As a bear lover, I’ve spent far too much time researching, observing and photographing this animal than I care to admit. I frequently pass over beautiful vistas and speed up lovely hikes all so I can find yet another bear.
But when Canada’s August long weekend rolled around this past summer, we decided to take a bit of time-off and avoid the crowds in Banff National Park
Jill and I visited our good friends, Emmett and Sarah, who live in Canmore. The intent was a few quiet days away from people, surrounded by good company, good food and good creature comforts. (Laundry! A flush toilet! Water!)
And indeed our time with Emmett and Sarah was all of the above, but my restlessness dictated that I should still take a few hours to try and bank a couple of images.
So one evening, while Sarah kindly cooked up a taco fiesta, Emmett joined Jill and I for a quick drive into crowded Banff to see what we could find.
Honestly, the plan was landscape photography, for once, as I had no expectation of seeing animals during the long weekend. But I forgot who I was with.
Emmett (and Sarah), as readers might recall, helped produce one of the more entertaining bear sightings in recent memory the last time I was in town. And, while re-telling that story to Jill while on driving with Emmett, he noted that the real key to the sighting was blasting Chumbawamba’s Tubthumping. (Yes, Emmett is the only person in the western world with Chumbawamba on his iPod. Well, Emmett and my mom.)
So we played a little Tub Thumping again to see if we could re-live the experience. We did.
When we reached the top of Mount Norquay (a ski resort by winter and an animal haven by summer), I commented that there was nothing to see, so we might as well head home. But Jill begged to differ.
High up on the hill was a black bear sow with two cubs of the year.
But Jill, of course, wasn’t satisfied with this spot and found us another black bear sow and cubs of the year on the same ski hill.
Then it got interesting.
The two sows started moving toward one another. The black sow noticed the cinnamon sow and got a little nervous. One of her cubs darted for the tree line, never to be seen again.
The cinnamon sow finally smelled the black sow and immediately bluff charged the other bear family.
But while it started as a family bluff charge, one of the cinnamon’s cubs also got scared and took off for the tree line on the other side of the ski hill.
At some point, while trying to chase off the black sow, the cinnamon realized it probably wasn’t a great idea to bring her offspring to a bear fight.
Immediately, the chase stopped and the cinnamon sow turned to her cub in what appeared to be a stern warning to flee.
She seemed about to return to the chase when the cinnamon realized she was only lecturing one cub. Where had the other gone? While she looked, her cub decided not to heed the warning and resumed the chance on its own.
Now stop for a moment and picture this: a cub – maybe, maybe 25 pounds – is leading the chase to scare off a 250 pound black bear sow and her cub.
And it worked.
The black bear sow and her remaining cub started to flee the hill again.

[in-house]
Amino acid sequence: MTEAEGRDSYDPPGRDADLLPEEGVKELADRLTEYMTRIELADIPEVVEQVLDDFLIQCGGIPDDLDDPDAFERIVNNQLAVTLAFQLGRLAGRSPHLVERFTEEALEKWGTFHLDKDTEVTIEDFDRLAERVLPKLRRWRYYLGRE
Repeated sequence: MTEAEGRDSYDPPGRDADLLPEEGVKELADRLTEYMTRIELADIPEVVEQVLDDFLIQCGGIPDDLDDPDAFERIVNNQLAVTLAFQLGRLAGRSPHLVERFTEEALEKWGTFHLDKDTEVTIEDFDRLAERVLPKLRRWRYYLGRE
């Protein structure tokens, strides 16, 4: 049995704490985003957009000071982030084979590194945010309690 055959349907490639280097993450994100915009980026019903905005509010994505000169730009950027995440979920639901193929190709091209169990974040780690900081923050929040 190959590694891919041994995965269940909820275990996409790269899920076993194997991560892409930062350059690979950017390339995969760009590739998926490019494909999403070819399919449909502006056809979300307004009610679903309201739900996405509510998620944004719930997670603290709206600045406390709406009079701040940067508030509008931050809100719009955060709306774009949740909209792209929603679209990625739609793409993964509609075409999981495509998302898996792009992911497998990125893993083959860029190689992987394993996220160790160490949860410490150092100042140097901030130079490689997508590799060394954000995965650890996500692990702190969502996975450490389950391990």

But the black sow’s cub had an epiphany: why are we running from a cub? Better yet, if a cub can chase off my mom, why can’t I chase away the cinnamon sow?
Sound reasoning it wasn’t.
Quickly, the cinnamon sow gave up looking for her missing cub, figuring (accurately) that it was safe, while realizing her other cub was biting off far more than it could chew. Better still, she looked up to find a tiny black ball of fur running at her!
She took off after her cub that was chasing the black sow – a sequence that somehow seemed to shock the black cub.
So now the cinnamon sow is chasing the black’s cub chasing the cinnamon’s cub chasing the black sow.
Are you with me still? Because it is about to get weirder.
The black sow suddenly realizes she’s running away from a cub (a cub!) – and, more importantly, her cub is being chased by the cinnamon sow.
She stops. She turns. And like any good mother, starts charging at the cinnamon.
Of course, all the cinnamon’s cub sees is a huge bear suddenly unafraid and, forgive the pun, bearing down on it.
Any courage the cub has evaporates.
The black sow, being chased by the cinnamon cub, is now chasing the cinnamon sow, who is chasing the black cub, chasing the cinnamon cub, who thinks it’s being chased by the black sow and gives the appearance to the black cub that it is now being chased by the cinnamon cub.
A true comedy of mix-ups that would make Shakespeare proud.
The two cubs find themselves suddenly on the sidelines of the brouhaha, looking at one another and questioning whether they should start playing, start running for their lives, or get back into the thick of the bear fight.
The sows, meanwhile, find themselves in some kind of mexican bear stand-off and engage in a I can-stand-taller-and-make-loud-noises-more-than-you-can before they each realize that, well, their cubs are intermingling, which is just no good at all.
Both sows rush to retrieve their respective offspring and separate young hate or young love (you decide) before it got out of hand.
And as quickly as the great Banff Bear Throwdown (TM) began, it was over. But it was a night none of us would soon forget.
The photo quality is awful – the action took place several hundred yards away from where we were standing and about halfway up the ski hill – but it gives you a sense of the surreal event we had the pleasure of watching.